You thought you got out, you thought you could forget it…but the pull of the Null is too strong and now you’re back where you started, back in The Room.
Genre(s): Puzzle | Horror
Developer: Fireproof Games
Publisher: Fireproof Games
Release Date: November 2015
Played: Full playthrough, all endings
Platforms: iOS & Android
I first discovered The Room series in 2015 during Rezzed. I met the developers—who at the time were showing off this title—and on confessing I knew nothing of the series, they told me they were on the Android marketplace if I wanted to give them a shot. So I did, and after a night of intense puzzling, I came back the next day to interview them not just as a journalist anymore, but a fan! We spoke of how the Lamentation Configuration from Hellraiser and Chinese puzzle boxes were the inspiration behind the first title in the series, and how that had carried over to its sequels.
Now I’ve had chance to play the latest entry into The Room and I’m happy to say that it’s still as amazing as ever.
The game picks up months after your escape from AS’ house in The Room 2. As you ride a train, you enter a tunnel and suddenly a box is in front of you. Curious as ever, you solve its mystery and your prize is your arrival in another place. You’re in The Craftsman’s workshop, his home. In the many places around this central hub he built many of the gadgets and puzzle boxes you found in the previous two titles. This time he needs you, as your ingenuity is the key for him to finally unlock the secrets of the Null.
But something is amiss. The more you play, the more you discover the true nature of your new patron, and like me, you’ll have doubts about his intentions. But unless you unlock all the puzzles, and find all the clues, you won’t know what his true motives are!
Much like its predecessors, The Room 3 has a deep compelling story told in notes, some of them directed at you and others, the hidden ones, revealing the Craftsman’s personality and past deeds. While previous entries in the series focused on the nature of the Null and the people that lost everything in their pursuit, The Room 3 focuses on a single character, this man who seems to be the first among many lost souls, yet still captivated and obsessed with the secrets of the Null Element.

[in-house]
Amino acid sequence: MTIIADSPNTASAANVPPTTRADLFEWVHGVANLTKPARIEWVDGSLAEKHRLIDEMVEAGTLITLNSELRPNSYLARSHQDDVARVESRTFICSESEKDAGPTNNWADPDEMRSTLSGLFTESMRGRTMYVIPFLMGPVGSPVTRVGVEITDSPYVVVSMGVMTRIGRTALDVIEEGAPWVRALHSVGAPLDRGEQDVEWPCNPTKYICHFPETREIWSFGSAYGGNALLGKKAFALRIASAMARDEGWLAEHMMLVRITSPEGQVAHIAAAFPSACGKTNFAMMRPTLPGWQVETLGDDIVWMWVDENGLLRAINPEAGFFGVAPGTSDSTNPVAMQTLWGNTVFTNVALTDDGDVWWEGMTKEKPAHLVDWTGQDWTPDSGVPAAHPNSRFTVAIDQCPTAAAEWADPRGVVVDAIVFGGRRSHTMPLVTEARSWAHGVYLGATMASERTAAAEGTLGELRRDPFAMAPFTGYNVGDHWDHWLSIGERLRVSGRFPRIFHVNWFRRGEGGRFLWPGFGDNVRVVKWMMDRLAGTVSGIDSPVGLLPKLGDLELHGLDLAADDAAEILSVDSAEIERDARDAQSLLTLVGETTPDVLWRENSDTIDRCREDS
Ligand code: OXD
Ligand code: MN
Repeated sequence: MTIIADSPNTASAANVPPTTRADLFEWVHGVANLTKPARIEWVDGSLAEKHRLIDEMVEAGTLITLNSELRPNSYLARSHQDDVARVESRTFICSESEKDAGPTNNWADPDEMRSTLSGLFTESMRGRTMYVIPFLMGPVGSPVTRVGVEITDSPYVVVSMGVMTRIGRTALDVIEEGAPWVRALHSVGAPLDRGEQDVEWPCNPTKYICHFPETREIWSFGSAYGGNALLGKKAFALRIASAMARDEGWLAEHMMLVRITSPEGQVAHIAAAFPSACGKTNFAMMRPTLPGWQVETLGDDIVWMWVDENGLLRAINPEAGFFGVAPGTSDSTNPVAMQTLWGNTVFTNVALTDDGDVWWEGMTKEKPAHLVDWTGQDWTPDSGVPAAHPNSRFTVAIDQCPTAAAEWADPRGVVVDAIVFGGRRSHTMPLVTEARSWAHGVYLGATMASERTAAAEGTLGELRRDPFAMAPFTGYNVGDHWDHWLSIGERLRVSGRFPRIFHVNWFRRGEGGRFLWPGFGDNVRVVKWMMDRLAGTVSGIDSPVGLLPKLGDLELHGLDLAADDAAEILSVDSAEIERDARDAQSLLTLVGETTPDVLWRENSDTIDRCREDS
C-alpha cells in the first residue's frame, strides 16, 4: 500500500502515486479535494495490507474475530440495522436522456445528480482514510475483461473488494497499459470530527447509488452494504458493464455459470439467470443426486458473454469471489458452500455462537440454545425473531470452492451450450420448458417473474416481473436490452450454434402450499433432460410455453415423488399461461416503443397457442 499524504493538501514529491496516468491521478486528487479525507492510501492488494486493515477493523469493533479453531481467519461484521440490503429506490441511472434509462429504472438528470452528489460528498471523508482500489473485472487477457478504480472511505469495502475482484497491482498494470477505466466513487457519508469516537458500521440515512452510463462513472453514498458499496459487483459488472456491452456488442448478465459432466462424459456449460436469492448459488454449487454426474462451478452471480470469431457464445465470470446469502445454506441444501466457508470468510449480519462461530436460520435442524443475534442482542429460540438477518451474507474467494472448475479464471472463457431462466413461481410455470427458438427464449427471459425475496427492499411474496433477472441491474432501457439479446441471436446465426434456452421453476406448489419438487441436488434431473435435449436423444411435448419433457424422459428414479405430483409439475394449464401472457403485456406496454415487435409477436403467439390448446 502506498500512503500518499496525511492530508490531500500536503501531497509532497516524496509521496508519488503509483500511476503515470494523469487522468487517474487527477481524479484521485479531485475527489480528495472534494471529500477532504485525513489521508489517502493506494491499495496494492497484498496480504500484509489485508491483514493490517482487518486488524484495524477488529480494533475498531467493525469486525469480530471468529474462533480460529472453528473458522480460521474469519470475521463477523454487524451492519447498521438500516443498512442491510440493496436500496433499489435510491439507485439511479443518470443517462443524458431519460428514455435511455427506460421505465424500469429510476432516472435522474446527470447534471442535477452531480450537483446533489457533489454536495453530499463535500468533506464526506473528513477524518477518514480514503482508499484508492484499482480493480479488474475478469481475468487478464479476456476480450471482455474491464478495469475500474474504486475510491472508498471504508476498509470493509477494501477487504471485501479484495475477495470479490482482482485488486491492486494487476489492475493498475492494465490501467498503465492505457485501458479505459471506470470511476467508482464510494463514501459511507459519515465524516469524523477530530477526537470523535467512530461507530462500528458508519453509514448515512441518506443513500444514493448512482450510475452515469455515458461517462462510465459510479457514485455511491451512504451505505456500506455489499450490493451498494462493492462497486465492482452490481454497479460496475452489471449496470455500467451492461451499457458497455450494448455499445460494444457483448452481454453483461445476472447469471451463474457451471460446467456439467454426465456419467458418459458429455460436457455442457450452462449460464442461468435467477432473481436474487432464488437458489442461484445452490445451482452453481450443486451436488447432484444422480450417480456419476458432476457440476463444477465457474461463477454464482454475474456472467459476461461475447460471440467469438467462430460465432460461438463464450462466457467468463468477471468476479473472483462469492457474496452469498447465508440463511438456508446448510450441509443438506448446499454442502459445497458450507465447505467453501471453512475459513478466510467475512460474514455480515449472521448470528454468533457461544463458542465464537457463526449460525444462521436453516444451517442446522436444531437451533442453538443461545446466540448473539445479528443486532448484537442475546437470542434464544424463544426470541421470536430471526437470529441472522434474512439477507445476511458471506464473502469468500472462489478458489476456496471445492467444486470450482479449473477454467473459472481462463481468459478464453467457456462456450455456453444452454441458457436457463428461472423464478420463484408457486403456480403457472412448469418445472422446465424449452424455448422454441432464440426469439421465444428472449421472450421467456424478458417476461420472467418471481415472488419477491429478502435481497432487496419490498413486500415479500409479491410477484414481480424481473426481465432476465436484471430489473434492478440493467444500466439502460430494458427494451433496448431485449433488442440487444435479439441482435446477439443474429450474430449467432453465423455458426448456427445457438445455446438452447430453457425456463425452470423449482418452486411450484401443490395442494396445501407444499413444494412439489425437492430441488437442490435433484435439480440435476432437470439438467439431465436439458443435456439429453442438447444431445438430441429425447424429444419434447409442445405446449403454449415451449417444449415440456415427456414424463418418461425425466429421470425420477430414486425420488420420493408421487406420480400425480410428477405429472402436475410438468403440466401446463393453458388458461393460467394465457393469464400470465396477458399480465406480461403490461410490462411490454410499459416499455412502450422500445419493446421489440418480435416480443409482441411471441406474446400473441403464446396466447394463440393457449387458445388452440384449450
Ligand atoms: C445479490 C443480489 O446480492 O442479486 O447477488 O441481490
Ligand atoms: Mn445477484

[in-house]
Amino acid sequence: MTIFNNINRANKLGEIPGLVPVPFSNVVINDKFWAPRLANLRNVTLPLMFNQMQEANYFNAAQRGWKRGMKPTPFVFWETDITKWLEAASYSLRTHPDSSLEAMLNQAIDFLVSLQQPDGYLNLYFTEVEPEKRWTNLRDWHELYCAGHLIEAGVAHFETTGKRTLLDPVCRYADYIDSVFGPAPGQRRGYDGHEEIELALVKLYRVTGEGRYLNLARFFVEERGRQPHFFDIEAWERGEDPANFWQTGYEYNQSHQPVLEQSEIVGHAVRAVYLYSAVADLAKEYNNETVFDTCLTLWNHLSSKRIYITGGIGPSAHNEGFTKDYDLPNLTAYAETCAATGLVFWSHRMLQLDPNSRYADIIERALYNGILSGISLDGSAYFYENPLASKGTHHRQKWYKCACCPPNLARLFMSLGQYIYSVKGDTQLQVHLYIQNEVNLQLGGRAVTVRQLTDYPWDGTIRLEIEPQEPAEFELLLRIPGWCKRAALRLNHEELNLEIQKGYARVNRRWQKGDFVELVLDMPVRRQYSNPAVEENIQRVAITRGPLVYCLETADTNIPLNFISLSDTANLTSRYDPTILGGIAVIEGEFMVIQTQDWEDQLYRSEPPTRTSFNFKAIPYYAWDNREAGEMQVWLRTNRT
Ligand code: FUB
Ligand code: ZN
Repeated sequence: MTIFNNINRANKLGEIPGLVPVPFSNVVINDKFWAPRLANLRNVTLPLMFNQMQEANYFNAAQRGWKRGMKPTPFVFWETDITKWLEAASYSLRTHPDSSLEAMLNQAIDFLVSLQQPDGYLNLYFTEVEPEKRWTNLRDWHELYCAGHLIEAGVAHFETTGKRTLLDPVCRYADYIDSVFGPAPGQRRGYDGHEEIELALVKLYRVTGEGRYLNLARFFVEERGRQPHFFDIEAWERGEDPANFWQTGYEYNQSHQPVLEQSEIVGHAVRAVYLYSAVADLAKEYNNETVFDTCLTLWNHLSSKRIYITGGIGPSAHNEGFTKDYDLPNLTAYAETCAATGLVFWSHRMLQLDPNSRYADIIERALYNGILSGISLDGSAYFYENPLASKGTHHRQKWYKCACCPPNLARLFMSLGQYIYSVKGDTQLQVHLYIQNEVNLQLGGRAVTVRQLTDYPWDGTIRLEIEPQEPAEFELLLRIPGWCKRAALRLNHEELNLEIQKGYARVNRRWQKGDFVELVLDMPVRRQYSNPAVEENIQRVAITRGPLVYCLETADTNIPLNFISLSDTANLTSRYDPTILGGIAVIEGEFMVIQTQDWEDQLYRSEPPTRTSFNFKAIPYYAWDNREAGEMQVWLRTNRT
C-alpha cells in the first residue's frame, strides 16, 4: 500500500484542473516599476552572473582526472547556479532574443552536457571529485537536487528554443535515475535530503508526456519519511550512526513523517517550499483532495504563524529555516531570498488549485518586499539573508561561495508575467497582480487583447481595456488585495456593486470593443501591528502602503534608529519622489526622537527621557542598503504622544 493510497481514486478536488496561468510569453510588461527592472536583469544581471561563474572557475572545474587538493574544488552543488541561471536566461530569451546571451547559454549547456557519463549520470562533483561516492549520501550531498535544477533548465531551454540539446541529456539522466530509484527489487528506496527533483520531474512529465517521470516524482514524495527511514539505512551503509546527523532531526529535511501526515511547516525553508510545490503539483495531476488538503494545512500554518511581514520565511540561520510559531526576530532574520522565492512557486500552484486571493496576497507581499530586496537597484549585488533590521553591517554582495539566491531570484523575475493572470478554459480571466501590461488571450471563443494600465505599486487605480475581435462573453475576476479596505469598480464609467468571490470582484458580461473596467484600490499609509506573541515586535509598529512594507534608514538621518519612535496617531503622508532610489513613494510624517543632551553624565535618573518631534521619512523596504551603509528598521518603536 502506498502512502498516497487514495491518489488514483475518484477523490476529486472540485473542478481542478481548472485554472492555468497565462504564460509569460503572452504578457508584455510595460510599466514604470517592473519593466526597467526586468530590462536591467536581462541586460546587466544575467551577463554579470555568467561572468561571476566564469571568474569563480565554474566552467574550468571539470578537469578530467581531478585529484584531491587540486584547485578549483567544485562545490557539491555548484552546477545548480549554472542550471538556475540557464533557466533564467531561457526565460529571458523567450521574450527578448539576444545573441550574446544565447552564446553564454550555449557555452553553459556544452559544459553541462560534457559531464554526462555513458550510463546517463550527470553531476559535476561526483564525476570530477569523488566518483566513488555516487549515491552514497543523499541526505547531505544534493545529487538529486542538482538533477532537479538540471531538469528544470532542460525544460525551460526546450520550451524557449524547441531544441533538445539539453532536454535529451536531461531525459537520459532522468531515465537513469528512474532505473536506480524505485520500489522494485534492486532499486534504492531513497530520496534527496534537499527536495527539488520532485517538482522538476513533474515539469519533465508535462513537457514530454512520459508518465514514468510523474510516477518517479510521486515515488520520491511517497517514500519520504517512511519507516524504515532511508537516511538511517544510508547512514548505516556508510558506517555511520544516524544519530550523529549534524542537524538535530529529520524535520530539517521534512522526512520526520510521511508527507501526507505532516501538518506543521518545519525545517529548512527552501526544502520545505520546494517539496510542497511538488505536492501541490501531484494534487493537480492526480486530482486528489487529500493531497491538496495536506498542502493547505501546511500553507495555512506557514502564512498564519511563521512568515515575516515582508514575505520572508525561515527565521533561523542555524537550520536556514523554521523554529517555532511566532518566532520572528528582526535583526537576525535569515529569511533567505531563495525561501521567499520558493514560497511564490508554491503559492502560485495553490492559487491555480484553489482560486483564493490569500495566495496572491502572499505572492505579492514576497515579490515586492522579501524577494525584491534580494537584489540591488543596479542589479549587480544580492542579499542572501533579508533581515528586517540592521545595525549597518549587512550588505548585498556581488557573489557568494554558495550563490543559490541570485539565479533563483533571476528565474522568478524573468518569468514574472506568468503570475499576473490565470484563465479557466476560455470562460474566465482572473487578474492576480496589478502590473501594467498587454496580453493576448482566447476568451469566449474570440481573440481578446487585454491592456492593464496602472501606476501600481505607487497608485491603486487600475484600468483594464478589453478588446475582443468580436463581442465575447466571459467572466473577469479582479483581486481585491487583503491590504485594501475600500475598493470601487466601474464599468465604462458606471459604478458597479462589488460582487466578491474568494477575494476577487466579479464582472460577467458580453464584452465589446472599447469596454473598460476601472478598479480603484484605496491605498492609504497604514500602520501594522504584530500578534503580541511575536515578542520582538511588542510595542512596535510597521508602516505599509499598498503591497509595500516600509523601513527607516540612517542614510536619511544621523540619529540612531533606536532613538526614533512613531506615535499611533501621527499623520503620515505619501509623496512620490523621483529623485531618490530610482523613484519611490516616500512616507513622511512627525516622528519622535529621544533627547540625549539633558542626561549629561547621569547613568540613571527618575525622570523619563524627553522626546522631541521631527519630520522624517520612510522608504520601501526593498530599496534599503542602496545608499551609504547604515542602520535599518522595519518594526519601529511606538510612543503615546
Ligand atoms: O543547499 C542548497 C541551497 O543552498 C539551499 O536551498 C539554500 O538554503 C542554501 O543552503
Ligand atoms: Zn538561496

But while you discover many things, a lot is still open to interpretation and your own theories, particularly when you consider the multiple endings. Which one is canon? A couple of them open the way for more games in the series, perhaps with different characters or different places, but who knows which is the real one!
But your discoveries only come through puzzling, through working out the complex clockwork machinery that dominates the space in the Craftsman’s workshop. There are inventory puzzles, each taking you a step further towards a new set of intricate mechanisms and more revelations. One of my favourites is the Forge, where you need to bring it to life before you can move on and solve the giant puzzle box in the centre of the room. Though to be honest, I love all of the locations, they all have wonderfully designed brain-teasing puzzles.
Your new improved eyepiece can even let you dive into the tiniest of holes and see the secrets within, something used extensively and never even a tiny bit less awe-inspiring. My favourite was a mannequin puzzle where you jump into multiple layers of the same room, each jump connected to a different part of the mannequin. It was surreal and amazing, yet also chilling.
Fireproof Games retains their flair for creating an amazing atmosphere and in the Room 3, the permeating feeling isn’t just dread of the unknown, but also as if a great threat loomed over you, as if failure wasn’t an option. More perplexingly though, considering you only see your host once, is the ever-present feeling of being watched, of knowing that you are another rat trapped in a finely constructed maze. Once I picked up The Room 3, I couldn’t put it down, the atmosphere caught me and the puzzles kept me there.
The atmosphere comes from both the stunning visuals, complete with intricate details that reveal much of the Craftsman’s personality as his writing does, and the minimalist approach to music. Aside from the memorable if not a bit chilling main theme song, music is largely absent, except for some environmental tunes here and there to help build the creepy atmosphere around a given location. But it’s in the sound effects where Fireproof do their job perfectly, with dozens of elements that make the rooms feel alive, as if you could walk there on your own and touch. Wood creaks, metal plates clang when they strike surfaces and gears grind endlessly. It is superb.
It is without a doubt the best-looking game on mobile. The graphical level is on part with most modern PC games. To this day I’m amazed that mobile doesn’t blow up while running The Room 3.
When I finished the game and achieved all endings, my only regret was that I couldn’t keep playing the game anymore. That is the only negative I can think of for this game: it ends and I didn’t want it to!
It is a flawless first person adventure game.
5/5 – Highlander!